Are you trying TOO hard to be 'happy'?

Publish Date
Friday, 26 May 2017, 12:45PM
Photo / Getty Images

Photo / Getty Images

We have all developed a mindset whereby happiness is associated with an end goal: perfection.

But what we are failing to realise is that the dream of perfect health, a perfect work life and a perfect social life is an unachievable goal, according to the Daily Mail

Obsessing over it is not only unhealthy but also means we miss out on many of life's simple pleasures.

"Focusing too much on this 'thing' known as happiness can actually lead to feelings of dissatisfaction, frustration or even depression," Dr Meg Arroll, a leading psychologist, says.

"Being 'happy' has become yet another thing that we must 'do'. The problem is happiness isn't something we can just 'do', it is the by-product of other positive acts."

Long before the digital age, British philosopher John Stuart Mills said that people who are supposedly "happy" are people that focus on the happiness of others, or on the improvement of mankind, or even on some kind of artistic pursuit.

"We could all learn a thing or two from him," Dr Arroll insists. "In other words, happy people don't solely focus on themselves."

So what's the best way to get to that point? Here, Dr Arroll explains her top tips to appreciate what you've got ... 

1. Sometimes simple is best

Find time to indulge in your favourite everyday activities. 

It really is the simple things in life that make us feel happy – spending time with loved ones, enjoying a long walk outdoors, laughing and even caring for a pet.

2. Top up your vitamin intake

A deficiency in vitamin D is linked with feeling blue and around half the population of the UK don't get enough of it.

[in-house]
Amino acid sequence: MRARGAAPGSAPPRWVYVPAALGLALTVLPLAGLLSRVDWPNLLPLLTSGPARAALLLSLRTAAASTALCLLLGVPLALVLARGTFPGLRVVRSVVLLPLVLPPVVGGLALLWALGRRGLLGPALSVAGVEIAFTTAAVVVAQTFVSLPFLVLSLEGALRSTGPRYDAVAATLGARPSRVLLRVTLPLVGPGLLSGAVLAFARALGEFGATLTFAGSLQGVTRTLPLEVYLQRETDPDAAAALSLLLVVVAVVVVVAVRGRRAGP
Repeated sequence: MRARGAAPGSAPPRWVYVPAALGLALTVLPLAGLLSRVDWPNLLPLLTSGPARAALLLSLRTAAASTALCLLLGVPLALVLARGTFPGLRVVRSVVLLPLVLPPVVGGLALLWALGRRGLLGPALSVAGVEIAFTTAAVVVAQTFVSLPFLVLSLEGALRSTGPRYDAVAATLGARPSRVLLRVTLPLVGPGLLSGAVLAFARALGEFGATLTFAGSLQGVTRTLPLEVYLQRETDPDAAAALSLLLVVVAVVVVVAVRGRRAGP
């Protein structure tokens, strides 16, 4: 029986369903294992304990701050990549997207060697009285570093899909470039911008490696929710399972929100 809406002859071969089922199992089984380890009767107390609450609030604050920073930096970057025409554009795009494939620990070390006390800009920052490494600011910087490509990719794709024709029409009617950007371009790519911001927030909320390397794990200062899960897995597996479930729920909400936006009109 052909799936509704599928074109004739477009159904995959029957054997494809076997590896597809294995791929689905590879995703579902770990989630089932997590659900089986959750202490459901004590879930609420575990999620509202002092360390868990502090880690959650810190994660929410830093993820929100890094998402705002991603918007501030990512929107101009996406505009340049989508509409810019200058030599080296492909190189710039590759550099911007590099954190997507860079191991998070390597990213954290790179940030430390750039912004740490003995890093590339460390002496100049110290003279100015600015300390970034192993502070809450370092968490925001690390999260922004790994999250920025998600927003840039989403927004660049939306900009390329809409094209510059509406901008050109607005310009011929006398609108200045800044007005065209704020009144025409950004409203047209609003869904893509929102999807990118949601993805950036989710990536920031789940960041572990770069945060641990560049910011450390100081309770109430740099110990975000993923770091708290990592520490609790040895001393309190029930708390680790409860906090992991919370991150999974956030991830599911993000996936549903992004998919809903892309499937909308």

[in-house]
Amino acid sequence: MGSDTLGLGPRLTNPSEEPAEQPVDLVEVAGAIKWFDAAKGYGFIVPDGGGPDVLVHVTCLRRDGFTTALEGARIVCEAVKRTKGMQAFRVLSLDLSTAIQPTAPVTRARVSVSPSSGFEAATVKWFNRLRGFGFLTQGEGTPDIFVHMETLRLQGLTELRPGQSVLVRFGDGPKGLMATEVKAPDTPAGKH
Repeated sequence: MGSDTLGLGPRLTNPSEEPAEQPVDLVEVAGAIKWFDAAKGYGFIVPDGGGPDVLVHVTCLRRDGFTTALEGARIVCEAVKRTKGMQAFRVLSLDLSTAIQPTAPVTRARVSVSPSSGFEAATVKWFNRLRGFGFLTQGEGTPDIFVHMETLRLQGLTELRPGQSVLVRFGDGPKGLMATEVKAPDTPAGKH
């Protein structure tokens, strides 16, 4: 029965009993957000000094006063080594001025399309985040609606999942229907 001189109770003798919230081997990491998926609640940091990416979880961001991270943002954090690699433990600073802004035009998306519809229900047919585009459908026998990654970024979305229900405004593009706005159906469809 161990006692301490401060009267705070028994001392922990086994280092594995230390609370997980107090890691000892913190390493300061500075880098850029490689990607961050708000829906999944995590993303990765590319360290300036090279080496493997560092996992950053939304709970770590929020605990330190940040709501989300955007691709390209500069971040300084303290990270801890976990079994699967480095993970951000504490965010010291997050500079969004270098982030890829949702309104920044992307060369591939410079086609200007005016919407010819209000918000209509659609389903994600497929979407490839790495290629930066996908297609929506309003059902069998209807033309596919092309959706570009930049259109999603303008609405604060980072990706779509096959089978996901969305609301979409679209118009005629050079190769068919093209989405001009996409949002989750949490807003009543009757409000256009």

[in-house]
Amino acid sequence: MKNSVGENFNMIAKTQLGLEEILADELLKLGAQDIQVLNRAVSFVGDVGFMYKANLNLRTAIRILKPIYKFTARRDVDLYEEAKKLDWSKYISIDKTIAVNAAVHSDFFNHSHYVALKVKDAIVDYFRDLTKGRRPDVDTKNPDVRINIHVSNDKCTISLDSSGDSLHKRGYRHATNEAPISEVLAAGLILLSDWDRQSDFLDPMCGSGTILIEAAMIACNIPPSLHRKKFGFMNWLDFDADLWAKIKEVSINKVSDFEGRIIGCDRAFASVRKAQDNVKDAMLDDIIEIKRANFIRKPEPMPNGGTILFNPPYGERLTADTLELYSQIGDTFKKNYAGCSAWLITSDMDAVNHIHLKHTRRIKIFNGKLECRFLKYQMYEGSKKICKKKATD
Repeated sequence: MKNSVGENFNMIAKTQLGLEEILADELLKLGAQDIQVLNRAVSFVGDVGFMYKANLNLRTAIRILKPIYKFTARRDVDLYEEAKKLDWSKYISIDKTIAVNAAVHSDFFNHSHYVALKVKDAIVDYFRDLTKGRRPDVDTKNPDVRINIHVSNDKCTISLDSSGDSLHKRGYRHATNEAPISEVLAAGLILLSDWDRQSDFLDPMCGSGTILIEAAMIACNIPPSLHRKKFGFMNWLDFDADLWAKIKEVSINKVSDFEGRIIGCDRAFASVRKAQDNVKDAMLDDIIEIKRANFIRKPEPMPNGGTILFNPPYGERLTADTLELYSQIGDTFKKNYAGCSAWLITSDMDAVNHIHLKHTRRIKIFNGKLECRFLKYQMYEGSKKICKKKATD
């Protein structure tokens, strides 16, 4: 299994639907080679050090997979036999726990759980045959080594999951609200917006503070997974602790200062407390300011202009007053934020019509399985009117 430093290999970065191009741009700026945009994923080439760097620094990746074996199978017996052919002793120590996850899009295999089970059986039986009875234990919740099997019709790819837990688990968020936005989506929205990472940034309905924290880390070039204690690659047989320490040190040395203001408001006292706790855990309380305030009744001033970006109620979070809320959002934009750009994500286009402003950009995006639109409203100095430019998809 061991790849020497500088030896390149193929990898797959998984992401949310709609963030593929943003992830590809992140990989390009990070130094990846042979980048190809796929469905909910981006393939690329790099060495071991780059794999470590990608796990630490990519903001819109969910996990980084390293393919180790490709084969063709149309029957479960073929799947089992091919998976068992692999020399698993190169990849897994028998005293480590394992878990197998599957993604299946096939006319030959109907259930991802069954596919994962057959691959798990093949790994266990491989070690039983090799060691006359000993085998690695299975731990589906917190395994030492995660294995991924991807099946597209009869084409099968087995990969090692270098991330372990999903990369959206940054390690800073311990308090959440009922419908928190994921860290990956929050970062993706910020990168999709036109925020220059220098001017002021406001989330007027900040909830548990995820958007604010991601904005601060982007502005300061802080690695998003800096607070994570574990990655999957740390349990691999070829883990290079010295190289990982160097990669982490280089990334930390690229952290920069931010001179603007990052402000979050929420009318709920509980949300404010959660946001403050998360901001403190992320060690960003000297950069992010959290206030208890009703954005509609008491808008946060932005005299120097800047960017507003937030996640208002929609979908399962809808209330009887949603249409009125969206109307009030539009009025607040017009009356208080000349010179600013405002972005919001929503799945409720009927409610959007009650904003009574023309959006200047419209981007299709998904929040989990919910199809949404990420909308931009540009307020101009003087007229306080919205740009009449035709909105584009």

In fact, 16 percent of us are severely deficient in winter and spring time. In older adults, severe deficiency is even more common with 58 percent of older people having very low levels of vitamin D.

3. Take a break from your phone

The media can encourage us to compare ourselves with others. 

When we compare ourselves to friends and family, we know that they have imperfections and make mistakes. 

But in media, it may seem like others are perfect and this can make us feel inadequate, flawed and frankly just a bit rubbish. 

This is why it's a good idea to take a break from looking outwards and use mindfulness to focus back in on ourselves.

4. Live in the moment

There really is something to say for the phrase "living in the moment". 

Using mindfulness to "live in the moment" has been found to have a number of health benefits.

It can help with low mood, anxiety and can allow people to deal more effectively with stressful situations.

It can also benefit physical health problems and give is the mental space to develop a sense of acceptance.

5. Put all of this into practice by thinking short term

Practising mindfulness and exercising your ability to make the most of the present will leave you feeling appreciative of what you have. 

Aspirations are a wonderful thing, but not if endlessly chasing "more", as this often leads to a profound sense of emptiness. 

We should all focus more on achievable, short-term goals that benefit not only ourselves but others, and also appreciate what we already have.

Set goals, aim high and dream big by all means. Just don't lose track of too much time in the process.

This article was first published on Daily Mail and is republished here with permission.